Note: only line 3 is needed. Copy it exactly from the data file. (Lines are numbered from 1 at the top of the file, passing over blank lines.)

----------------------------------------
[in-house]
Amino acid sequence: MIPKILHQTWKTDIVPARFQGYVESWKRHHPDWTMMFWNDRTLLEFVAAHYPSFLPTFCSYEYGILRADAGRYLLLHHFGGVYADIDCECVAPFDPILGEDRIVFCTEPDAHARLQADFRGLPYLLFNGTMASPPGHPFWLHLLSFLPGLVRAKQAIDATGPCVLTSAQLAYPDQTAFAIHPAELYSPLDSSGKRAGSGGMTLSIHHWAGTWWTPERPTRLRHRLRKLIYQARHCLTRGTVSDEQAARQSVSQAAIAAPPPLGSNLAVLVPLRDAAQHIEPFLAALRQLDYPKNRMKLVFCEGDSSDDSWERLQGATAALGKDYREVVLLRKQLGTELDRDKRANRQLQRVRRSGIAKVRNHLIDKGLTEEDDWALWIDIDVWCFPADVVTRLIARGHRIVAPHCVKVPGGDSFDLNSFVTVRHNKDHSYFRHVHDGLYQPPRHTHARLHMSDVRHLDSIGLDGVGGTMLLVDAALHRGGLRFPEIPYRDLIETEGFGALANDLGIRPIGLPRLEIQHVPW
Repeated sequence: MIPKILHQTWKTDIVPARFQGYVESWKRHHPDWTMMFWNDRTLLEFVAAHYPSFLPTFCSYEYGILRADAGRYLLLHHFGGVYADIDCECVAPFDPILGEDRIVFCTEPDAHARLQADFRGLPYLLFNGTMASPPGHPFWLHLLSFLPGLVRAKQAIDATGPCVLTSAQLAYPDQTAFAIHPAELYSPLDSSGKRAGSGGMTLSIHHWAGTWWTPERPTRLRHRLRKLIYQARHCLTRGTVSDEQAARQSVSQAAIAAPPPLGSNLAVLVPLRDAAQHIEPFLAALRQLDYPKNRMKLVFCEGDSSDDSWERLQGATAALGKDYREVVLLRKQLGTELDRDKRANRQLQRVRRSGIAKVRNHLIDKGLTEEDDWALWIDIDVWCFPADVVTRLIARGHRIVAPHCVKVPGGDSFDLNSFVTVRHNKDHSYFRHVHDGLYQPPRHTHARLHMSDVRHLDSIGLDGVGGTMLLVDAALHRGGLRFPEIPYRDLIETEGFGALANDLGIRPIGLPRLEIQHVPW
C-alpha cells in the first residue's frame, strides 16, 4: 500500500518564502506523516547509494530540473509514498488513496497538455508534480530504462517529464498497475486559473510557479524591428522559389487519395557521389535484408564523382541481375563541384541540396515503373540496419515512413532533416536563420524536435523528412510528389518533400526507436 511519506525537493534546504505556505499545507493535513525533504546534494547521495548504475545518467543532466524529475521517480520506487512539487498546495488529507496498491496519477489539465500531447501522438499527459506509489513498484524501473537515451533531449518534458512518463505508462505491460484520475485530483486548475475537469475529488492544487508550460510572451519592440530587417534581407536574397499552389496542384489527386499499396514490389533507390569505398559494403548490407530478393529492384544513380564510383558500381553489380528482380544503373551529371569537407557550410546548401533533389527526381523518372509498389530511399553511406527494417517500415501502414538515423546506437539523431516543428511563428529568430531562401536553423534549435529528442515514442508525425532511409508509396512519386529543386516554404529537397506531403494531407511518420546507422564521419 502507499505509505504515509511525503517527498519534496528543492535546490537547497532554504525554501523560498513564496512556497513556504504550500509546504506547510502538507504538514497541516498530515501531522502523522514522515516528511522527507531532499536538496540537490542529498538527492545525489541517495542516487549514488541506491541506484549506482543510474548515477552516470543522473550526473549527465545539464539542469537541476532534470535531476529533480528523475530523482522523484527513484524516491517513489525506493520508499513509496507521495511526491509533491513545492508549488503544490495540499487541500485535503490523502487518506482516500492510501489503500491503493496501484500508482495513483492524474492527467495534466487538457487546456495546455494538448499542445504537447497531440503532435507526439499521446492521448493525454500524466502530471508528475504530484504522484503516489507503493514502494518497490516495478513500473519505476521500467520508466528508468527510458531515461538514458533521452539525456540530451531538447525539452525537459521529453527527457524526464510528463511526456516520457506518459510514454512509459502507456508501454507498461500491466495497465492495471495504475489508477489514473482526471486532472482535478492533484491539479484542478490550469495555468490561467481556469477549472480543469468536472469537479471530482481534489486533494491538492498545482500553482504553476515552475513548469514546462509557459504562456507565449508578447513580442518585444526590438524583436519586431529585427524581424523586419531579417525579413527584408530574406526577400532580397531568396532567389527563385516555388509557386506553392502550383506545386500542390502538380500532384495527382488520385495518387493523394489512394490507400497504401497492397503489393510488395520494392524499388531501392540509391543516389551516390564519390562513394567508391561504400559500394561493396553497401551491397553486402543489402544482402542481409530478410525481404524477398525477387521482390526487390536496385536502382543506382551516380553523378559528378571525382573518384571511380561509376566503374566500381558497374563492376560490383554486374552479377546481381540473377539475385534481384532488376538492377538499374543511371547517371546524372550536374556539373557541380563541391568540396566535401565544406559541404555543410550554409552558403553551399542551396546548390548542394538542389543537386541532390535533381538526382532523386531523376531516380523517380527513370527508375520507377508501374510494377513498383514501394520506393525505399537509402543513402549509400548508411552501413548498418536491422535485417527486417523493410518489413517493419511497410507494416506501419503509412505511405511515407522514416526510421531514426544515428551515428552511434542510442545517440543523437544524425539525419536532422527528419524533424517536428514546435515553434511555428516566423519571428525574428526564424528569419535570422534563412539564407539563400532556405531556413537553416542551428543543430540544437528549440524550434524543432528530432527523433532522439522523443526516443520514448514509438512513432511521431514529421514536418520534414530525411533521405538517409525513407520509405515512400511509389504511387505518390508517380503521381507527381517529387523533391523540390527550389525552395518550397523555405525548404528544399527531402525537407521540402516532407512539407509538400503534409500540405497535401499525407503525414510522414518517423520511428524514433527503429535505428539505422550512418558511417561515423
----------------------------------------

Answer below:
Repeated sequence: MIPKILHQTWKTDIVPARFQGYVESWKRHHPDWTMMFWNDRTLLEFVAAHYPSFLPTFCSYEYGILRADAGRYLLLHHFGGVYADIDCECVAPFDPILGEDRIVFCTEPDAHARLQADFRGLPYLLFNGTMASPPGHPFWLHLLSFLPGLVRAKQAIDATGPCVLTSAQLAYPDQTAFAIHPAELYSPLDSSGKRAGSGGMTLSIHHWAGTWWTPERPTRLRHRLRKLIYQARHCLTRGTVSDEQAARQSVSQAAIAAPPPLGSNLAVLVPLRDAAQHIEPFLAALRQLDYPKNRMKLVFCEGDSSDDSWERLQGATAALGKDYREVVLLRKQLGTELDRDKRANRQLQRVRRSGIAKVRNHLIDKGLTEEDDWALWIDIDVWCFPADVVTRLIARGHRIVAPHCVKVPGGDSFDLNSFVTVRHNKDHSYFRHVHDGLYQPPRHTHARLHMSDVRHLDSIGLDGVGGTMLLVDAALHRGGLRFPEIPYRDLIETEGFGALANDLGIRPIGLPRLEIQHVPW